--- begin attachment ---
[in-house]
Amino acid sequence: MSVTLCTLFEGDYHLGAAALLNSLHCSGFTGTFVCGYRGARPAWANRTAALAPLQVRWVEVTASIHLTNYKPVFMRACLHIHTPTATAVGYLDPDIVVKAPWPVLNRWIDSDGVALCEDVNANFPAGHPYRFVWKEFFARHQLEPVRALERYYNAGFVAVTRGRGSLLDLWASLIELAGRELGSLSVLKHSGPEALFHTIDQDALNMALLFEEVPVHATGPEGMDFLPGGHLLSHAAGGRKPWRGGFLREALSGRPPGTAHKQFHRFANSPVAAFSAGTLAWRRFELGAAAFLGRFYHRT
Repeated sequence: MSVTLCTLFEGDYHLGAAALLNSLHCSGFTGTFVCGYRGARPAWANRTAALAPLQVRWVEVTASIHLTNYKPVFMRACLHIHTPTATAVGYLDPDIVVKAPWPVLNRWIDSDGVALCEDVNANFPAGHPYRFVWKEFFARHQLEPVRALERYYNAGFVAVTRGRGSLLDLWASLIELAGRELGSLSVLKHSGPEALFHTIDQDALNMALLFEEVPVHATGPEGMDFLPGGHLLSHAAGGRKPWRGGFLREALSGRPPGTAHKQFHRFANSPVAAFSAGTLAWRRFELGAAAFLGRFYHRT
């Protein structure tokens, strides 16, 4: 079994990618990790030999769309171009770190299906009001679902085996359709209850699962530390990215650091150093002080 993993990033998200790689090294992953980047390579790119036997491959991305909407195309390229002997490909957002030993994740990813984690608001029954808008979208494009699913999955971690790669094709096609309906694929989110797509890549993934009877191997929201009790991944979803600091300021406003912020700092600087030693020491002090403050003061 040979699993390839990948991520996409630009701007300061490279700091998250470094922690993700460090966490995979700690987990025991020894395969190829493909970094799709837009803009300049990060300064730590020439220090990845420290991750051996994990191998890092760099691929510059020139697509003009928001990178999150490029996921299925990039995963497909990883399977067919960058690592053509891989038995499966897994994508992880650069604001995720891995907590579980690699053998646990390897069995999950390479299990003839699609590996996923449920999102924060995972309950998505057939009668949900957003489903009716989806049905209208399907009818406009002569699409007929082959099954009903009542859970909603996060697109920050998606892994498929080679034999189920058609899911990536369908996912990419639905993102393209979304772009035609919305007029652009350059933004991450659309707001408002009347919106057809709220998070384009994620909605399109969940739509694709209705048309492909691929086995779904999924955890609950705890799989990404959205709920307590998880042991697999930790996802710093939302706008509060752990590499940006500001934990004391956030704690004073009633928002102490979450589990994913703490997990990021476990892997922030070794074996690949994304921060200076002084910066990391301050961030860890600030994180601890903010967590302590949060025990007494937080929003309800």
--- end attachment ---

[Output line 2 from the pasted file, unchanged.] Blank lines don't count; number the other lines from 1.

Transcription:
Amino acid sequence: MSVTLCTLFEGDYHLGAAALLNSLHCSGFTGTFVCGYRGARPAWANRTAALAPLQVRWVEVTASIHLTNYKPVFMRACLHIHTPTATAVGYLDPDIVVKAPWPVLNRWIDSDGVALCEDVNANFPAGHPYRFVWKEFFARHQLEPVRALERYYNAGFVAVTRGRGSLLDLWASLIELAGRELGSLSVLKHSGPEALFHTIDQDALNMALLFEEVPVHATGPEGMDFLPGGHLLSHAAGGRKPWRGGFLREALSGRPPGTAHKQFHRFANSPVAAFSAGTLAWRRFELGAAAFLGRFYHRT